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Article


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Teqa, an upscale Mexican restaurant in New York, features a creative audio solution by Chill A/V.
April 12, 2011 By Tom LeBlanc

It’s not good enough to design an audio system for a restaurant that sounds good.

That’s just half the battle when a restaurant is looking to project a certain image - like Teqa in Manhattan’s up-and-coming Murray Hill neighborhood, which is part upscale Mexican eatery and part club scene with Snookie-esque clientele.

The aesthetics have to be just right, according to Darren Smith, owner of Philadelphia-based integration company Chill A/V, which designed, pre-wired and installed the audio/video/automation system at Teqa.

“To me, it was all about creating and helping them to create a vibe,” Smith says. “The designer had a huge impact on the space and it’s gorgeous. My job, in my opinion, is to walk into a space without walls and help them to create a vibe. That includes looking at the space, looking at the menu, figuring it all out and building a system around it.”

In the case of Teqa, Smith’s vision was “scaled down club, really tight base, accurate highs, really articulate sound and warmth.” His goal: “I want people in the restaurant and dining room to have the music blanket them with sweet and accurate sound.”

Photos: Great Audio Outshines 30-Foot Chandelier

Smith chose Boston Acoustics, a brand he says he has been passionate about since he scored a set of A-70s as a teenager, for speakers and subs. He uses Phonic audio components, Panasonic and Sharp flat panels and AMX automation.

Equipment List
Main Speaker Amps: Phonic 500 (5)
Subwoofer Amps: Phonic 860 (2)
DSP Sound Processor: Clear One SR1212
Mac Mini running iTunes
Scientific Atlanta Cable Box
iPod Dock
DJ Interface at Bar
Main Speakers: (7) Boston Acoustics PRi685 & (9) Voyager 7
Restroom Speakers: (2) Boston Acoustics PRi665
Subwoofers: (4) Boston Acoustics PRi85Sub
Dinning Room TVs: (3) Panasonic 50” Plasmas
Bar TVs: (4) Sharp 32” LCDs
Control System: AMX with 10” Touch Panel in manager’s office
System Capabilities: 4 Independent Zones Including Bar, Dinning Room, Hostess Station and Restrooms. Each Zone can play one of 4 different sources and has its own volume control.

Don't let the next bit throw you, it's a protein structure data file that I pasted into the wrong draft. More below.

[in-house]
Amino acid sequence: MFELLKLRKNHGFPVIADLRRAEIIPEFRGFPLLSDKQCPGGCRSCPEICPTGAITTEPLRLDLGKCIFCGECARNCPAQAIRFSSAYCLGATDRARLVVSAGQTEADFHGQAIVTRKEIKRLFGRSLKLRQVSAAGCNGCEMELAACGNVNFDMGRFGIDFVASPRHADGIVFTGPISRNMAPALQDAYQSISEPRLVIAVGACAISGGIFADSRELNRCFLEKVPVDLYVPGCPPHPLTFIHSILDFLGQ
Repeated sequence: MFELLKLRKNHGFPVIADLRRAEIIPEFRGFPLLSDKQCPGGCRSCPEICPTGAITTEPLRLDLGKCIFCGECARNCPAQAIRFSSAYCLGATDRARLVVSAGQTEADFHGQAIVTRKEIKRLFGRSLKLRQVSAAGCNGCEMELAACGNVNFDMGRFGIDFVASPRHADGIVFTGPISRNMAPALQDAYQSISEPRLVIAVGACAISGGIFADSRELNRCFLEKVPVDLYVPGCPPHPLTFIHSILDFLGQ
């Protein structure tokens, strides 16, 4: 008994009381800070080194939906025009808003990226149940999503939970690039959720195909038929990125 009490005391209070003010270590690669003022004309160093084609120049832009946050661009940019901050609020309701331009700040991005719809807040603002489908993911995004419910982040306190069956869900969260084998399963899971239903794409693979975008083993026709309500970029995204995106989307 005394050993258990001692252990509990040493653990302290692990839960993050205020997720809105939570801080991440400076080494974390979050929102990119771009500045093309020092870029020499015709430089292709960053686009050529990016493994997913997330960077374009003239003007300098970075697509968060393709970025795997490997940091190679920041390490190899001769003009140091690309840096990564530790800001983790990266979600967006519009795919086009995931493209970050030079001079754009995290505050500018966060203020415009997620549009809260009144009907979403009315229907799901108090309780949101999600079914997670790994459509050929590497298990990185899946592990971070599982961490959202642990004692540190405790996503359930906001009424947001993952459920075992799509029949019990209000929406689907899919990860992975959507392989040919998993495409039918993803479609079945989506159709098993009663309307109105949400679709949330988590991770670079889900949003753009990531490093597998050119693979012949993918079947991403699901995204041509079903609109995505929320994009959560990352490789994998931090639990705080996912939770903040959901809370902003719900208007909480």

Blending it All Together
If you check out photos of Teqa on its website, you’ll notice a lot of funky lighting fixtures and copper-colored interiors - but not a lot of speakers. The Chill A/V team did a nice job of providing powerful sound without impacting the look.

“The system really rocks,” Smith says, while acknowledging that it’s very stealth.

The original plans called for white speakers, but Teqa altered its design plans. When that happened, Chill A/V shifted to what Smith calls “a cork look” that involved painting some speakers black and others chocolate brown. “It’s awesome because you really can’t see the sound system,” Smith says.

You can hear it though. “It’s more of a club kind of overtone [versus that of a restaurant],” he adds.

“The typical volume level, especially as they get later into the evening, is much higher than at a normal eating establishment. It’s not overwhelming, but the music has to be louder than a normal restaurant.”

There are seven flat panels in the restaurant, but it’s hardly a traditional video layout. The three TVs in the main dining room are pushed together, sort of like a mini-video wall.

Related: Mexican Restaurant Uses iPads as Menus

“It’s a nice, interesting look,” Smith says. “It made it a little more streamlined in a high-end restaurant, bringing attention to one video area as opposed to three.”

The bar area features four TVs, two on each side.

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About the author

Tom LeBlanc - Editor-in-Chief, CI,
Tom has been covering electronics integration since 2003. Prior to being named editor-in-chief of CI, he was senior writer and managing editor of CE Pro. Before that, he wrote for the sports department of the Boston Herald. Migrating to magazines, he was a staff editor for a golf publication and an outdoor sports publication. Follow him on Twitter @leblanctom.
View all posts by Tom LeBlanc
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